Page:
Oxford Health NHS Foundation Trust

Open mobile menu


Child and Adolescent Mental Health Services

Eating Disorder Service

Good advice

What is an eating disorder?

Worries about weight and shape and eating are common among young people.

Being overweight can cause problems with self-confidence and health, however many young people who are of normal weight are unhappy with their body shape and wish to be thinner.

Young people often try to lose weight by dieting, believing that weight loss will make them feel happier.

Young people who diet are at risk of developing an eating disorder, including anorexia nervosa and bulimia nervosa.

In anorexia nervosa there is extreme weight loss, a preoccupation with weight and shape and fear of weight gain and eating.

Losing weight rapidly can be as worrying as being underweight and is also treated very seriously.

In bulimia nervosa there is a pattern of repeated binge eating (eating more than you would like to eat, feeling out of control and finding it difficult to stop) along with repeated compensatory behaviours such as vomiting or laxative abuse and an overconcern about shape and weight.

How common are eating disorders?

Eating disorders are common in teenagers.  

Around 1% of young people have a diagnosis of either anorexia nervosa or bulimia nervosa. One in ten people with an eating disorder is male. 

Even more have eating difficulties or concerns about weight and shape which may not meet be diagnosed as anorexia nervosa or bulimia nervosa but are still a significant problem and may progress to a more serious eating disorder.

Did you know?

One in ten people with in an eating disorder are male.

Early warning signs of eating disorders

  • Physical: weight loss, vomiting, dizziness, loss of energy and weakness, poor sleeping.
  • Psychological: increased preoccupation with body size, weight and shape.
  • Behaviour change: eating alone or missing meals, secretiveness, hiding food, frequent visits to the cloakroom, taking a long time to eat meals, cutting food into small pieces, restricting the range of foods eaten, over exercising, wearing baggy clothes.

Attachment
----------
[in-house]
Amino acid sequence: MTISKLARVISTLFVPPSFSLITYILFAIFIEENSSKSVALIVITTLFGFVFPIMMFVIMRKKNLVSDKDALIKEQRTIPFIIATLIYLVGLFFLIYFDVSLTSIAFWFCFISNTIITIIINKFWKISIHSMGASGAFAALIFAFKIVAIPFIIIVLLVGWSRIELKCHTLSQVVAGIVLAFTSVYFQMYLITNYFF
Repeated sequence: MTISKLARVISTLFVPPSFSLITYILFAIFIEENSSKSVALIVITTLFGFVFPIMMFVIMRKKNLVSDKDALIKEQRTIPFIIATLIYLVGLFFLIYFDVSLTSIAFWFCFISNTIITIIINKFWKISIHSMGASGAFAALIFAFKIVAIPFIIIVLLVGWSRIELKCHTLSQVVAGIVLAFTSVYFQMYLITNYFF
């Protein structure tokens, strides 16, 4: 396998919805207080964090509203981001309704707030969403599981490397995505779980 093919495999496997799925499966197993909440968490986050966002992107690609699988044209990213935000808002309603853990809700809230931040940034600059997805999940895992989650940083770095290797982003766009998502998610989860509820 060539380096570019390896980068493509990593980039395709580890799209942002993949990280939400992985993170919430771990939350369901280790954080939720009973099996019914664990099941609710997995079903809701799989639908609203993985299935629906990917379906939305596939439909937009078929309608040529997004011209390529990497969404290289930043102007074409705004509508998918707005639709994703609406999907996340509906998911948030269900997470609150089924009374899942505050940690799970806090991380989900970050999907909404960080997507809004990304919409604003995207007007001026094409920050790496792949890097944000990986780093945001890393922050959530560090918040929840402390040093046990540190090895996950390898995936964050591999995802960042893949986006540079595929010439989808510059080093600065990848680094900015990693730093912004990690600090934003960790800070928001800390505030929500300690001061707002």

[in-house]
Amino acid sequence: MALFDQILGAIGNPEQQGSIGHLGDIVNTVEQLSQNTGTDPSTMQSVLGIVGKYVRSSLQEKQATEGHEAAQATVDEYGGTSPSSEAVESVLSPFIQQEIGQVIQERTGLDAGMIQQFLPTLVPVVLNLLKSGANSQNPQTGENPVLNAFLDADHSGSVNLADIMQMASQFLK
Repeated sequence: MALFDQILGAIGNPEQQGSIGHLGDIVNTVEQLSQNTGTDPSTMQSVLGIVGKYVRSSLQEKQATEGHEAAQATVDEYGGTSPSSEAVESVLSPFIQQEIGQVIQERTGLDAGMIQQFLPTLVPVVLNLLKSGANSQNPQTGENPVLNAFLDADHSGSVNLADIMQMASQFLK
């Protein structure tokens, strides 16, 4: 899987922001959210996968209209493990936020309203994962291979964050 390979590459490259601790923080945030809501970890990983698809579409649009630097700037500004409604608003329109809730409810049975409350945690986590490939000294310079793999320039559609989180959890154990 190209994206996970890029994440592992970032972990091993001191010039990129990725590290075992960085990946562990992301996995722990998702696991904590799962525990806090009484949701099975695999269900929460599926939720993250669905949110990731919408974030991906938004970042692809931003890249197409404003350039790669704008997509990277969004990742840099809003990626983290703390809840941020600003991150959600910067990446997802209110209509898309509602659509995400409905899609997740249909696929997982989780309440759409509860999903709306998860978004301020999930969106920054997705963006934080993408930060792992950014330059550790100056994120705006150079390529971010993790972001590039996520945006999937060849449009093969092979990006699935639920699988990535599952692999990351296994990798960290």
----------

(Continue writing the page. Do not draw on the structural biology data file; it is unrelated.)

Other non-specific signs which often accompany them

  • Psychological: low self-esteem, frequent negative comments about themselves, low mood, increased anxiety.
  • Social: withdrawal from family and friends, loss of interest in friends and activities, poor concentration, difficult family relationships.
  • Behaviour change: extreme perfectionism, obsessional rewriting or revision of homework assignments, taking excessive time to complete work (may lead to work not being handed in).

Importance of early intervention

There is evidence that if eating disorders are identified and treated early the outcome is very much better.  

If eating disorders are not treated, they can become entrenched and can start to affect the young person’s physical and mental health making it hard for them to function normally.

Last updated: 21 May, 2019

Coronavirus (COVID-19): We are not allowing visitors to any of our hospital or inpatient sites in order to protect our patients and staff who care for them from the spread of COVID-19 (coronavirus). This is with effect from Monday 23 March 2020 until further notice.